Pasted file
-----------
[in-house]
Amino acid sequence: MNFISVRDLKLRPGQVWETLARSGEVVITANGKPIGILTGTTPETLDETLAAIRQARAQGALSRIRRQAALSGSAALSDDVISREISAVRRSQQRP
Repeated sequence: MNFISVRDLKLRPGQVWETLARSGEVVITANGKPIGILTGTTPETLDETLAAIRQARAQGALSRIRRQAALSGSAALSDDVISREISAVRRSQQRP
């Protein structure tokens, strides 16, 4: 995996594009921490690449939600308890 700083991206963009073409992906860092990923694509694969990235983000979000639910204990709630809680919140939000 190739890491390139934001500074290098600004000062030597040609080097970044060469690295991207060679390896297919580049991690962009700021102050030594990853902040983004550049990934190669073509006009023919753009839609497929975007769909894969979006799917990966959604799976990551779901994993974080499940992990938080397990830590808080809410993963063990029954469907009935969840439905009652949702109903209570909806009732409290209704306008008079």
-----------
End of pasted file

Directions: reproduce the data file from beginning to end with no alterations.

[in-house]
Amino acid sequence: MNFISVRDLKLRPGQVWETLARSGEVVITANGKPIGILTGTTPETLDETLAAIRQARAQGALSRIRRQAALSGSAALSDDVISREISAVRRSQQRP
Repeated sequence: MNFISVRDLKLRPGQVWETLARSGEVVITANGKPIGILTGTTPETLDETLAAIRQARAQGALSRIRRQAALSGSAALSDDVISREISAVRRSQQRP
């Protein structure tokens, strides 16, 4: 995996594009921490690449939600308890 700083991206963009073409992906860092990923694509694969990235983000979000639910204990709630809680919140939000 190739890491390139934001500074290098600004000062030597040609080097970044060469690295991207060679390896297919580049991690962009700021102050030594990853902040983004550049990934190669073509006009023919753009839609497929975007769909894969979006799917990966959604799976990551779901994993974080499940992990938080397990830590808080809410993963063990029954469907009935969840439905009652949702109903209570909806009732409290209704306008008079």